Funny enough, you cannot create a bucket with a canned ACL straight from the web console wizard. To apply a canned ACL, first you have to create the bucket and after that you have to manually set the “Everyone” permission on it. By enabling the following properties, you can get:

From this event data, there are a few items that call for our immediate attention:

The requestParameters field is where all the magic happens: a new field appear as AccessControlPolicy.AccessControlList.Grant (reported as JSON syntax here). Grant keeps a list of all the Grantee, i.e. entities who have access to the bucket. There are several entities that we can find on the aforementioned links above. We will focus only on the following:

That grantee is clearly something we don’t want, regardless of the permission associated to it.

We can then add it to the new Sumo Logic query, paying attention to adding the new event type (PutBucketAcl) and the new headers we found:

More Ways to Detect a Public Bucket Using the CLI

We have seen how to detect public S3 buckets created with a canned ACL (via the command line) and created with “Everyone” permissions via the web console.

There is another way we can make an S3 bucket public: by specifying the Grant ACP permissions via the command line.

The concept is the same as clicking on the Everyone group on the web console, something we already discussed on the previous section. Via the command line, however, AWS adds new headers that are not present in the web console activity, thus we risk to lose events if we don’t add them to our query.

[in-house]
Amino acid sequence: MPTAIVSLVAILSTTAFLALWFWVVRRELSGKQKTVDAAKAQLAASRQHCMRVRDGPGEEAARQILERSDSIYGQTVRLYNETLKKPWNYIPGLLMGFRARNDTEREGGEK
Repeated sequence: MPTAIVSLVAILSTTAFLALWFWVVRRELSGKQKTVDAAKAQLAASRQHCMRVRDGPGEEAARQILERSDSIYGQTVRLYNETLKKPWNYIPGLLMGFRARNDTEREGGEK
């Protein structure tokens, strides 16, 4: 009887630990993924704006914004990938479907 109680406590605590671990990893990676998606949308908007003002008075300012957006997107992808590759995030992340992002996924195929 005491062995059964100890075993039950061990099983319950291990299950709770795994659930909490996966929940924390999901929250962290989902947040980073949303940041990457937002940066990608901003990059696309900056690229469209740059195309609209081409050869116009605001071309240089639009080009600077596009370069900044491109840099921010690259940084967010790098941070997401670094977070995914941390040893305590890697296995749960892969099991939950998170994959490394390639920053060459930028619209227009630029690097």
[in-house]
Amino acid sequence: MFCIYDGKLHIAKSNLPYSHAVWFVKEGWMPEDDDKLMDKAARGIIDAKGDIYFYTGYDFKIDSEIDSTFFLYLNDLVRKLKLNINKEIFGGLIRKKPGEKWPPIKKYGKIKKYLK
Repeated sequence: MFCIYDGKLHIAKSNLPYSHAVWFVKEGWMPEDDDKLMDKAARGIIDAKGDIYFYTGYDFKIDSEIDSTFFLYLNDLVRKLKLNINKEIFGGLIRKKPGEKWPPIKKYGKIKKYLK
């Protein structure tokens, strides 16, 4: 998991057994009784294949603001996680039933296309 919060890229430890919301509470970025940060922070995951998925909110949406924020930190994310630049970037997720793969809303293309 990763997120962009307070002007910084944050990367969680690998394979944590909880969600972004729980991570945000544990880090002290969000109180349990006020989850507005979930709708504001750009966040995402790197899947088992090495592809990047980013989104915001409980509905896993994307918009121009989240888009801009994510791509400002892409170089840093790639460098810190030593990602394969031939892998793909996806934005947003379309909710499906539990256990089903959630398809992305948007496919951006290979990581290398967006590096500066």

They are: requestParameters.x-amz-grant-read, requestParameters.x-amz-grant-read-acp, requestParameters.x-amz-grant-write and requestParameters.x-amz-grant-write-acp.

Starting off our last Sumo Logic query, we can easily integrate this new information:


In this article we’ve learned how to detect public S3 buckets with AWS CloudTrail. We identified the different ways AWS uses to communicate the creation of an S3 bucket and the implications of relaxed permissions. Depending on the interface used (web console or CLI), AWS adds different headers, which makes detection a little bit tricky. I encourage you to use this information to identify your public S3 buckets and determine what truly needs to remain public and what should be immediately made private.

If you do so, I recommend that you dig into remediation via security orchestration: make private a public S3 bucket while notifying the user and your security team. Would you be interested in a follow-up blog post that teaches you how to easily perform this remediation step? Let me know in the comments below, please.

About Auth0

The Auth0 Identity Platform, a product unit within Okta, takes a modern approach to identity and enables organizations to provide secure access to any application, for any user. Auth0 is a highly customizable platform that is as simple as development teams want, and as flexible as they need. Safeguarding billions of login transactions each month, Auth0 delivers convenience, privacy, and security so customers can focus on innovation. For more information, visit